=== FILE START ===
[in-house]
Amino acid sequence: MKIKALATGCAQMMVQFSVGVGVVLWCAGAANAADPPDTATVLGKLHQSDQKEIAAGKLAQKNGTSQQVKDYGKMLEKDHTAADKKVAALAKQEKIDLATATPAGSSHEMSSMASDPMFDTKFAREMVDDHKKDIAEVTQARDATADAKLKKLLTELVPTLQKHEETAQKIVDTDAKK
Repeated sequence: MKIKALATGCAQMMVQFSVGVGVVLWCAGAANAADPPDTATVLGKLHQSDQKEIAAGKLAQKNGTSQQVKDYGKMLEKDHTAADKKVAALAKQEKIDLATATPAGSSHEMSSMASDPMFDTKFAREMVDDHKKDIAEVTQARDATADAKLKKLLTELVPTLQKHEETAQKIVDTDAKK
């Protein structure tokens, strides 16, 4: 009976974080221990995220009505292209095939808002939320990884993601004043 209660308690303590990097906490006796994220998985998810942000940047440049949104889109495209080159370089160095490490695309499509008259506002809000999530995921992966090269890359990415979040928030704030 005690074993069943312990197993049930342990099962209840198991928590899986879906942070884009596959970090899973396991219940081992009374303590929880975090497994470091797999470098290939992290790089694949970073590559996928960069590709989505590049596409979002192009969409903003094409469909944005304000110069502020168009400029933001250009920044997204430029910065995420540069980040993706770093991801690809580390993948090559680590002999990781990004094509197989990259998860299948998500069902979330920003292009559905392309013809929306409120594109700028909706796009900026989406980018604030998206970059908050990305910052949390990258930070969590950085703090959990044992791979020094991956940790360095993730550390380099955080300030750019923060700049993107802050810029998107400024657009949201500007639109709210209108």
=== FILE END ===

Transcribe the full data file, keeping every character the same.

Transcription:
[in-house]
Amino acid sequence: MKIKALATGCAQMMVQFSVGVGVVLWCAGAANAADPPDTATVLGKLHQSDQKEIAAGKLAQKNGTSQQVKDYGKMLEKDHTAADKKVAALAKQEKIDLATATPAGSSHEMSSMASDPMFDTKFAREMVDDHKKDIAEVTQARDATADAKLKKLLTELVPTLQKHEETAQKIVDTDAKK
Repeated sequence: MKIKALATGCAQMMVQFSVGVGVVLWCAGAANAADPPDTATVLGKLHQSDQKEIAAGKLAQKNGTSQQVKDYGKMLEKDHTAADKKVAALAKQEKIDLATATPAGSSHEMSSMASDPMFDTKFAREMVDDHKKDIAEVTQARDATADAKLKKLLTELVPTLQKHEETAQKIVDTDAKK
């Protein structure tokens, strides 16, 4: 009976974080221990995220009505292209095939808002939320990884993601004043 209660308690303590990097906490006796994220998985998810942000940047440049949104889109495209080159370089160095490490695309499509008259506002809000999530995921992966090269890359990415979040928030704030 005690074993069943312990197993049930342990099962209840198991928590899986879906942070884009596959970090899973396991219940081992009374303590929880975090497994470091797999470098290939992290790089694949970073590559996928960069590709989505590049596409979002192009969409903003094409469909944005304000110069502020168009400029933001250009920044997204430029910065995420540069980040993706770093991801690809580390993948090559680590002999990781990004094509197989990259998860299948998500069902979330920003292009559905392309013809929306409120594109700028909706796009900026989406980018604030998206970059908050990305910052949390990258930070969590950085703090959990044992791979020094991956940790360095993730550390380099955080300030750019923060700049993107802050810029998107400024657009949201500007639109709210209108």